anatomicalart:

Let me link Yall’ to this holy grail.
I present to you Character Design Reference
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I couldn’t even include all of the reference boards this blog contains on this photoset. That’s right! There’s EVEN MORE! There are pages and pages of them! It is an inspiration treasure trove!
Bookmark this link!
Fill your life with inspiration!

jagzilla:

typette:

naamahdarling:

howtonotsuckatgamedesign:



mirrepp:





Some harsh but very very true words





 When people let me review their portfolios (on career day or open days at my game design school) I explicitly ban them from commenting during the review… …because otherwise they will follow the impulse to downplay everything I see in an attempt at being humble.
"this is an old image…"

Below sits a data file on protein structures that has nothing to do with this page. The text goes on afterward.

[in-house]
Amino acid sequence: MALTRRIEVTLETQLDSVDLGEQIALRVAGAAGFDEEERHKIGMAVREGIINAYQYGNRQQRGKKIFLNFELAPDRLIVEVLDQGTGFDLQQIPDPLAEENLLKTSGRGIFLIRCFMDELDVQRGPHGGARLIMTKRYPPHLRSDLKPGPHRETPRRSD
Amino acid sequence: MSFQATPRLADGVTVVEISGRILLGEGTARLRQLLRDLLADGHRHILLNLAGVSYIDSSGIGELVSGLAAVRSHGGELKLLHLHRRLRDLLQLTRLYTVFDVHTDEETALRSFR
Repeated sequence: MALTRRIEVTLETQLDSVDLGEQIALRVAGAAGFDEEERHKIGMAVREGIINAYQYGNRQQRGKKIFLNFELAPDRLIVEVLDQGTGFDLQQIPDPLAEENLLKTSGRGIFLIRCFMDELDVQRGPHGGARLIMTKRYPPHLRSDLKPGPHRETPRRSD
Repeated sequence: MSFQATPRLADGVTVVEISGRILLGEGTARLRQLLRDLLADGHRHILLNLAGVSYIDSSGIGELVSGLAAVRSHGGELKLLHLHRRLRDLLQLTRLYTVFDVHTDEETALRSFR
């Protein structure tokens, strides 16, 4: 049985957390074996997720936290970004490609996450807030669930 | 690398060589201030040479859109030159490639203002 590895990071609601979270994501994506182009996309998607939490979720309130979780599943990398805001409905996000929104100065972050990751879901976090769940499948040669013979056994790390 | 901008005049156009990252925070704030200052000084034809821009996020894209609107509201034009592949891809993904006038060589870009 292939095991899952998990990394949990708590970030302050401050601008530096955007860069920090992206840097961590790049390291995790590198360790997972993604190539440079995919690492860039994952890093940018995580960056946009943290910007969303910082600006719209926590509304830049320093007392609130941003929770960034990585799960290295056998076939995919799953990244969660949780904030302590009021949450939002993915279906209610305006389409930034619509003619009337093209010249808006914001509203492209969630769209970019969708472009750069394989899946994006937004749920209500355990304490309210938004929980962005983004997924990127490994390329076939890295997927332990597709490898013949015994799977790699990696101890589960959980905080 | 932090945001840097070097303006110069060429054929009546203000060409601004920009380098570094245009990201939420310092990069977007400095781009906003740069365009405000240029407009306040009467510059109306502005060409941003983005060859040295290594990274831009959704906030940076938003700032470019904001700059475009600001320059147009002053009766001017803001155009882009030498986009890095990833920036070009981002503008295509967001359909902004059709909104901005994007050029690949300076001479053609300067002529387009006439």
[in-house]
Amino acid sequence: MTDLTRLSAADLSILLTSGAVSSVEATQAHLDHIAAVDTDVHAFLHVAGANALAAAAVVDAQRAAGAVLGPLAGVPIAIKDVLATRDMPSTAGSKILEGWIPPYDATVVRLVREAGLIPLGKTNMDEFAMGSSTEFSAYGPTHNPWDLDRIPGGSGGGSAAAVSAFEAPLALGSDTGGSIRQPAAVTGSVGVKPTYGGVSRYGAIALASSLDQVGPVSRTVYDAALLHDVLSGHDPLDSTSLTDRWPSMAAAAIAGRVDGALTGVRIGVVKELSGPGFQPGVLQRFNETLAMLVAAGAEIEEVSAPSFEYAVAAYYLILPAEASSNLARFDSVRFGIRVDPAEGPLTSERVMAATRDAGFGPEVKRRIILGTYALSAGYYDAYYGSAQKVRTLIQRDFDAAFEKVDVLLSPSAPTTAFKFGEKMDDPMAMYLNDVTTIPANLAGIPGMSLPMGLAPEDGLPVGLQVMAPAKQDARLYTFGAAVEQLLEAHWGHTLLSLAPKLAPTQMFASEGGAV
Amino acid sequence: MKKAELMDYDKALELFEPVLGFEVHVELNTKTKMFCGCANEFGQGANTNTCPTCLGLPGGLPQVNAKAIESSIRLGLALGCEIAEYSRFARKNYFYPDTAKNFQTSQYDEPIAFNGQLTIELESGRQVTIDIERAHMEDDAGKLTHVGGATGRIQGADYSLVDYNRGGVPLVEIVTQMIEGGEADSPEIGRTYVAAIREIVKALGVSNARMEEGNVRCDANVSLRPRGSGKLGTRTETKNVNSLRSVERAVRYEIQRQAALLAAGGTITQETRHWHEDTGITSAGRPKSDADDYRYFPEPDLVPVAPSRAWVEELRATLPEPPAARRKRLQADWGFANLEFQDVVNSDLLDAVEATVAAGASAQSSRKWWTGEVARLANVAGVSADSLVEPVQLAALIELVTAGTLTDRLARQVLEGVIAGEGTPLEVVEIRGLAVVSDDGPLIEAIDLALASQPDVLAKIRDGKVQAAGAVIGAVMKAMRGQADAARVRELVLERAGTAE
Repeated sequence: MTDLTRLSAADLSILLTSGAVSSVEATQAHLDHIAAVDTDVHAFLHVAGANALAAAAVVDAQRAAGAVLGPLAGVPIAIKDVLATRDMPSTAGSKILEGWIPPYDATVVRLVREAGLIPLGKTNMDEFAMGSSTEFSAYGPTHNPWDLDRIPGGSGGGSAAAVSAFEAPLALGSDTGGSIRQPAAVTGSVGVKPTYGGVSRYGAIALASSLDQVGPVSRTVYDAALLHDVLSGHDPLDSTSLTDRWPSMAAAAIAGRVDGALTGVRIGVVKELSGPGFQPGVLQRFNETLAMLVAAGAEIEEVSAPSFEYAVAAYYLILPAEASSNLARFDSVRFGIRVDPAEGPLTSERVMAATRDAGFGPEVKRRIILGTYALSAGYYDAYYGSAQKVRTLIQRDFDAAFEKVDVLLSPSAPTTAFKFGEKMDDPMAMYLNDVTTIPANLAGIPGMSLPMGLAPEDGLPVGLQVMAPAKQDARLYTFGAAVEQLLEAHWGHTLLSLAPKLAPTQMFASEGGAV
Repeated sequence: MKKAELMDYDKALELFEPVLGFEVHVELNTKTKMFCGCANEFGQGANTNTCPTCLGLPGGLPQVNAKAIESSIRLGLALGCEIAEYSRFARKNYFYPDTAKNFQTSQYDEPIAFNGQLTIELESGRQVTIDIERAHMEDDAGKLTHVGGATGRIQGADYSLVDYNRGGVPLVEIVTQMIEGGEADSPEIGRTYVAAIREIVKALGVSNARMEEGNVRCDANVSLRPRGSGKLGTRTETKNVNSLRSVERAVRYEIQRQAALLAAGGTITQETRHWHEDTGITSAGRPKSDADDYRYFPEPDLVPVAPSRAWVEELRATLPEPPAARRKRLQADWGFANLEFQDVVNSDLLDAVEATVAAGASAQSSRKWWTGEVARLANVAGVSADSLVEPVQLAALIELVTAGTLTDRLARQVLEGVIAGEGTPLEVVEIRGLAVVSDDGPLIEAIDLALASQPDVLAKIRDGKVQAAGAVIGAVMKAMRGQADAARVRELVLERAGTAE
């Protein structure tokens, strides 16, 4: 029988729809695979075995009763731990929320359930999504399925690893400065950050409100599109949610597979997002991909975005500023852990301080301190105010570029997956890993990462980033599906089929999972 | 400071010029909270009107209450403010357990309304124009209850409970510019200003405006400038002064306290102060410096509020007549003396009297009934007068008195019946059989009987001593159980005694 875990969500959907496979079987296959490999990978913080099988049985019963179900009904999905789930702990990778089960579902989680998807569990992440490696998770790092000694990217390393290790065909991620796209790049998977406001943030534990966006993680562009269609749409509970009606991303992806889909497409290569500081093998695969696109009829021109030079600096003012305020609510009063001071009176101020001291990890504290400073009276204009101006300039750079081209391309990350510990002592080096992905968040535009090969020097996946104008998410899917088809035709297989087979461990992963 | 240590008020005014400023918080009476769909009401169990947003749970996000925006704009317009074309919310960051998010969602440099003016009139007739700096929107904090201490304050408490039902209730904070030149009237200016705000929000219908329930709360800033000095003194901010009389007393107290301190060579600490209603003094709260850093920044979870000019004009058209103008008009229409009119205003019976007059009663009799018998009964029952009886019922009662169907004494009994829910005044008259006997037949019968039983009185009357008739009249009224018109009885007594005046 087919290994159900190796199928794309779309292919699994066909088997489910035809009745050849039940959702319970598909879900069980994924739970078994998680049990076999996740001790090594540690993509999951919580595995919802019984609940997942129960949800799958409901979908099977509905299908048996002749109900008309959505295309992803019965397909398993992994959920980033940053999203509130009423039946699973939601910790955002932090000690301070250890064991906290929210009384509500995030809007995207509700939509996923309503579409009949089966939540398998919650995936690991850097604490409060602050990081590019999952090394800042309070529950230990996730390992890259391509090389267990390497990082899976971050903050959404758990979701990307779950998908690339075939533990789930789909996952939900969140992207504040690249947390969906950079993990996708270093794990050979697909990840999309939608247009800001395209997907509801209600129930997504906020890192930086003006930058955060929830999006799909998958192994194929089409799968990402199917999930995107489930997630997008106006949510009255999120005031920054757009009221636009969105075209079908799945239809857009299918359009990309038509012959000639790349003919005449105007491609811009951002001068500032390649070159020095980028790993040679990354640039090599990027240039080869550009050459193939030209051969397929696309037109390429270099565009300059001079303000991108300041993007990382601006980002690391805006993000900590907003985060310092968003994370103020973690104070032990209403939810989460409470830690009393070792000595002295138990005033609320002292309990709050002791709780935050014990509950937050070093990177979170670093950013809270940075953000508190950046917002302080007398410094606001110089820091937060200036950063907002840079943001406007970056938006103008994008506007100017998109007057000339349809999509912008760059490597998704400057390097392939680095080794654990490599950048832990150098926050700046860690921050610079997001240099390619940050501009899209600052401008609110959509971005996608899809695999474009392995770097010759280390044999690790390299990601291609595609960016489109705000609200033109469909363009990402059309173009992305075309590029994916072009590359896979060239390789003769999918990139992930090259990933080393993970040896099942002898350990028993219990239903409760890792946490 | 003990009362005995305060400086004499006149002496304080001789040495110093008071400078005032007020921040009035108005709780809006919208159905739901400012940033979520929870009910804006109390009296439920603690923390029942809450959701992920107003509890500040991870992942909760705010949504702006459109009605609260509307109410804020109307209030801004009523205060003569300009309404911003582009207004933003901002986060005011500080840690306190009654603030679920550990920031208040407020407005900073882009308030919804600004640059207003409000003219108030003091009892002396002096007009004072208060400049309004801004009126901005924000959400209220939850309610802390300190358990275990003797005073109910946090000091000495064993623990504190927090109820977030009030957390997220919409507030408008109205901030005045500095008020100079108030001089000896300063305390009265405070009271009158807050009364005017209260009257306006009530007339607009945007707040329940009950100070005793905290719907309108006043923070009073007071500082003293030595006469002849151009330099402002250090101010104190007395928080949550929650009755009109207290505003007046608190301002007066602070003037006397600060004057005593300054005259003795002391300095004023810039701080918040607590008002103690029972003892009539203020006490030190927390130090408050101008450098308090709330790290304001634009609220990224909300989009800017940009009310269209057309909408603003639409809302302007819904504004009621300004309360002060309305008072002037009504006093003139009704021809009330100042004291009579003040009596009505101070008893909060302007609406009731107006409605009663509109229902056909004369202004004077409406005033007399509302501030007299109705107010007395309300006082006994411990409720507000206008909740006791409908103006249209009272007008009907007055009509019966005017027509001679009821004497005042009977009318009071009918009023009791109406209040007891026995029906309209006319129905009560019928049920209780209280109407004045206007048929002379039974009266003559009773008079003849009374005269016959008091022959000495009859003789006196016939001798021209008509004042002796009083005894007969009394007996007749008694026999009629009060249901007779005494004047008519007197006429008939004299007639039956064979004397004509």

"I’m not happy with that one…"
"this is just a sketch…"
"I did this really quickly…"
"there is better stuff on later pages…"
It’s totally understandable to have those impulses. The quality of art is not empirical data and therefore impossible to measure. Good art, bad art, it all comes down to standards. And you don’t want to come off as naive or self-absorbed.
But just don’t do it. Don’t talk yourself down in front of others. In the best case you have someone supportive who now thinks “damn, this person needs to be prepped up all the time. Do I really want to work with somebody like that” or in worst case “now that you say it, yeah, this is kinda lame/rushed/unfinished/lazy, go away.”